Insightful Introspection in a Vipassana Session

By Asawari Jadhav, Peters Twp., PA


Asawari Jadhav grew up in Nagpur, India before living for a decade in the UK.  She arrived in the US twelve years ago. She now lives in Peters Township with her family and works as a Technical Project Manager for Bombardier Transportation. Her hobbies include playing on the sitar and reading.

Editor’s note:  Vipassana is a simple and yet difficult meditation technique practiced and perfected for over 2000 years by the Southern School of Buddhists, the Teravadins, in Myanmar, Sri Lanka, and Southeast Asia. The etymology of Vipassana is in the Sanskrit dhatu (root) drsh meaning “to see, gaze, look.” The prefix vi here means “total” or “comprehensive.” The Vipassana meditation practice is a “comprehensive insight into oneself,” which is easily said, but can be done only with open-mindedness, patience, and practice.

asawari-jhadav-1Over the last few years, I have heard the word “Vipassana” from many believers in the family. The thought of maintaining noble silence for ten days, meditating close to over ten hours each day, disconnecting myself from a device that is almost embedded in my palm, and not being able to run my family, seemed next to impossible.

I had recently tried to question the rat race I was running. I was slowly observing the agitation, anger, an overwhelmed mind, and an impulsive reaction to situations about which I had no control! I finally did end up signing for a ten-day course — over eleven to be precise as the first day is considered Day Zero.

For those who have not heard about Vipassana, I need to tell you that this is more than a course/workshop: students are not allowed to read, write, connect, listen, exercise or take part in any form of entertainment or physical indulgence.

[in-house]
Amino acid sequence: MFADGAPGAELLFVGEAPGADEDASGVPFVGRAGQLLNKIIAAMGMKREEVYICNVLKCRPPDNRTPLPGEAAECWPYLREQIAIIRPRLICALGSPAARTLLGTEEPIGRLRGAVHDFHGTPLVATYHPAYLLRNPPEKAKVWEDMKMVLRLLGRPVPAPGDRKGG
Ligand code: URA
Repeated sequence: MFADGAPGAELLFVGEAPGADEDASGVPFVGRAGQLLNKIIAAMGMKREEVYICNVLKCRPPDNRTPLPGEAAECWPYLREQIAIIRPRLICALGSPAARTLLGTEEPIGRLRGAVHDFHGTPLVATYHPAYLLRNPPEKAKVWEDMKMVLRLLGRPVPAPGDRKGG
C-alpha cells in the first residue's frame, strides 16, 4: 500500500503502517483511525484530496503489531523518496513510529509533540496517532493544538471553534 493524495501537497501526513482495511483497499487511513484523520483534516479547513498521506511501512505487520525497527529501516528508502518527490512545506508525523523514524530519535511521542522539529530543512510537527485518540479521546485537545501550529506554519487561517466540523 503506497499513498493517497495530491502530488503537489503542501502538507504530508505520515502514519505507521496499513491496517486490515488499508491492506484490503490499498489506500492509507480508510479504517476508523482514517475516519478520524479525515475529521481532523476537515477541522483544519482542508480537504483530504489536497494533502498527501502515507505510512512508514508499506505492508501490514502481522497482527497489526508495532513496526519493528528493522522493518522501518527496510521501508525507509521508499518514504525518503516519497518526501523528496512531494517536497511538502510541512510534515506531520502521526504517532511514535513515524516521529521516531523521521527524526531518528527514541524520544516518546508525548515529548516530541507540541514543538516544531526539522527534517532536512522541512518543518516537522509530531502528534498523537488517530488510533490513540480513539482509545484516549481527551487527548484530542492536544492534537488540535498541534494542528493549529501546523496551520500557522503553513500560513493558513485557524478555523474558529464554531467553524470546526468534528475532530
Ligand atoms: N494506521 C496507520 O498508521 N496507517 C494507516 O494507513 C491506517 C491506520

Once I signed up, I realized what I was in for, and the reality had begun to sink in. The thought of getting up at four in the morning and being totally disconnected from the outside world was starting to find every excuse to not join! Fortunately, my earlier wise decision to stick it out for eleven days prevailed over the strong thought to quit. For most of you who have not already checked the Dhamma website, here is a brief summary of the schedule:

Wake up call at 4 a.m. with a one-hour break for breakfast between meditation sessions. A lunch break and rest for two hours and another four-hour meditation session (with breaks). A tea break at 5 p.m. with the last session ending in a discourse by Shri Satya Narayan or S.N.Goenka before retiring 9:30 p.m.

My first day was tolerable, though I found myself dozing off from being in a quiet dark room with long hours of sitting. By the end of the second day, the pain had started to sink in making me very uncomfortable and even the stretching and walks were beginning to be ineffective. My mind was everywhere almost like a spring. Before I could realize it, I was designing fancy comfortable meditation chairs and redoing the window treatments in the Vipassana Center.

On the third day, I was starting to lose it. The OCD (Obsessive Compulsive Disorder) in me had started to organize my memories into stacks. I was kind of spring cleaning the rooms in my brain. Every time I needed a break from cleaning, I would start to pay attention to my breathing. Slowly, I began to question my imagined veracity of the source of my problems, and almost learned a new way of looking at many situations.